The Best Ways to Describe Your Internship On Your Resume

As you may already know, internships are constructive and helpful experiences for every college student. Internships represent a way of collecting valuable connections. Internships also a great addition to your resume. The following article will teach you how to describe the internship you just finished on your resume. So, let’s take a look at 4 ways of using your internship experience to boost your resume.

1. Keep it Short and On Point

In order for your resume to be efficient, it shouldn’t exceed one page. When describing your internship on your resume, make sure to keep it short. You may use four or five bullet points to describe exactly what skills you mastered and what knowledge you have gathered throughout the internship. Using action verbs while describing your internship is a great way of keeping the reader focused on your achievements.

Most students think that their resume should be at least two pages long. They believe that the longer the content the bigger their chance of landing better jobs get. That’s far from the truth. Employers do not wish to spend an hour reading your resume because they already have dozens of them.

Therefore, keep it short and concise. Let’s say you have so many achievements that you can’t keep it on one page. In this case, take off the high school achievements and focus on what you are doing now. Most employers are not really curious about your activities during the high school time.

2. Keep a Standard Format

You can easily find the typical format online.  You may edit it a little bit, but try to keep it formal. Don’t forget that the content is what truly matters. Don’t get caught up in formatting because most employers don’t really care about your creative way of formatting your resume. Focus entirely on the quality of the content.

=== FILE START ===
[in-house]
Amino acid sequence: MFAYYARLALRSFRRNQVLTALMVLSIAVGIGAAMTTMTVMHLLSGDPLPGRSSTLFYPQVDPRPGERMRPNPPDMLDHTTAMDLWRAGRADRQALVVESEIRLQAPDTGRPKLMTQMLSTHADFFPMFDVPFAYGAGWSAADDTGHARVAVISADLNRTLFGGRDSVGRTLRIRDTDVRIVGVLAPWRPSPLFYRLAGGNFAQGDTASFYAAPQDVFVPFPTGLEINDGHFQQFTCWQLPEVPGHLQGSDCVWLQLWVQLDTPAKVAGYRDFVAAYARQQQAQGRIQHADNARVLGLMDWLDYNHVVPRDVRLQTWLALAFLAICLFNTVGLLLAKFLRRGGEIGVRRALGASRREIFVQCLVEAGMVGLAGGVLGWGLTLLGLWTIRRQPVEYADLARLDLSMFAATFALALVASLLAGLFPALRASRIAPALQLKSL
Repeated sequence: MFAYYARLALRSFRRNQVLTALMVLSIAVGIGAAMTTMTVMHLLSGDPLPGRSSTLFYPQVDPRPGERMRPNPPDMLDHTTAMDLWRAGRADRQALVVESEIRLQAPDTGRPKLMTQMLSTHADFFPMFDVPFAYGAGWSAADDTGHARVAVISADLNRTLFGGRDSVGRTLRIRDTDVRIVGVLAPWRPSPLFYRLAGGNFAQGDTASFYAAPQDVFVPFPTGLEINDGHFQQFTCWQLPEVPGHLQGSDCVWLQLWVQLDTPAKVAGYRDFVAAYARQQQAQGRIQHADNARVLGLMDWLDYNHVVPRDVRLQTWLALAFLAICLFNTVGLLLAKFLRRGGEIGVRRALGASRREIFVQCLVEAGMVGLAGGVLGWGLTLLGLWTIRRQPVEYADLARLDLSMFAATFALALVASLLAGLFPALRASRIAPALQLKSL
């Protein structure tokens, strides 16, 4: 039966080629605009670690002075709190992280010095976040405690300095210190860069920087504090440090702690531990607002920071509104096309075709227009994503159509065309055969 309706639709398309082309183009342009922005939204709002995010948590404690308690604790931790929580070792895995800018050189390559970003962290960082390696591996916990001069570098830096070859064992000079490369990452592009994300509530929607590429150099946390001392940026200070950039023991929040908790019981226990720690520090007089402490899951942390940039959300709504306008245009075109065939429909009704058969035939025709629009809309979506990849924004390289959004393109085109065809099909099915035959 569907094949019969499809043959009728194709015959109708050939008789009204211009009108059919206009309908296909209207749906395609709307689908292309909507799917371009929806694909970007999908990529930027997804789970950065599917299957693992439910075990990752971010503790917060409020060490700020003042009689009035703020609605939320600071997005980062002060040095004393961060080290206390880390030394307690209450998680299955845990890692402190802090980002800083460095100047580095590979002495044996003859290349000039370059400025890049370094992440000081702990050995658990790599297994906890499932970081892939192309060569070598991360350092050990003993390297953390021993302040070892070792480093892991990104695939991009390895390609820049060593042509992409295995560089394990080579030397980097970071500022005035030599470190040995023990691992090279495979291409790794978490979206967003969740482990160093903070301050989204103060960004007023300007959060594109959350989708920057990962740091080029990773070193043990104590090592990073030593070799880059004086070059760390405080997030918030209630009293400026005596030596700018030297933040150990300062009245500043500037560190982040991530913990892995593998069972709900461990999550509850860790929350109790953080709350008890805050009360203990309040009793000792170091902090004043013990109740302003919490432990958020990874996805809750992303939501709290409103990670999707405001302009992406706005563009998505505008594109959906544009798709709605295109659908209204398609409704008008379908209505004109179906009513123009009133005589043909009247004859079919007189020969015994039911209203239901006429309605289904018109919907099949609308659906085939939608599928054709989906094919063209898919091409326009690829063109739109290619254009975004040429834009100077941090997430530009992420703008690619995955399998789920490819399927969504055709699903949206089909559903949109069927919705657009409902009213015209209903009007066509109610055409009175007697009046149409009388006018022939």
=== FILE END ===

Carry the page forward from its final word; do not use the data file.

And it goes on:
And remember, whatever format you choose for your resume,  make sure is readable. Try not to use bizarre fonts or bright colors. You may highlight important achievements throughout your resume but that’s about it. As we said earlier, keep it simple because the content is what truly matters. If you think you need help to format or write your resume in a professional way, you may consider visiting the career center at your college.

3. Describe Your Expertise, Not Just Your Actions

Most college students commit a mistake by describing only what they have done in their internship, and not what skills they have achieved during the process. All employers wish to know what you’ve learned and what you can do with your knowledge. They want to see that you’re able to act!

Therefore, focus on grabbing the reader’s attention by marketing your newly gained skills. It’s important to let the employer know that your skills are a valuable addition to the company. Let them know that they have a lot to win if they hire you.

Look at it like this: the only thing you should focus on is marketing yourself. Most students tend to underestimate their skills and knowledge and because of this, they have a hard time finding a job or writing a great resume. Now is the time to brag! But do it smart. After completing your resume, re-read it but from the perspective of an employer. If you’d hire yourself, then it’s a well-made resume.

4. Show off Your Social Media Skills

We all know that most teens have great social media skills. Therefore, why not brag about it? If you, for example, used one of the social media platforms during your internship, don’t hesitate to highlight it in your resume. As time passes by, more companies start to use social media, so they will definitely need people who know how to manage it in an efficient way.


As you can see, writing a resume in such a way that any employer will at least consider hiring you is not such a difficult task. Before you start writing it, take a few minutes to think about all your achievements and choose those that show your true importance. Remember, the resume shouldn’t exceed one page. Keep it simple and on point.

Hillary Hope is a freelance writer specialized on human resources. She dedicated her entire life studying the relationship between employers and teen employees. She runs online courses that teach college students how to make their entry in the marketplace. You can find here on Facebook, Twitter, LinkedIn and AssignmentMasters.



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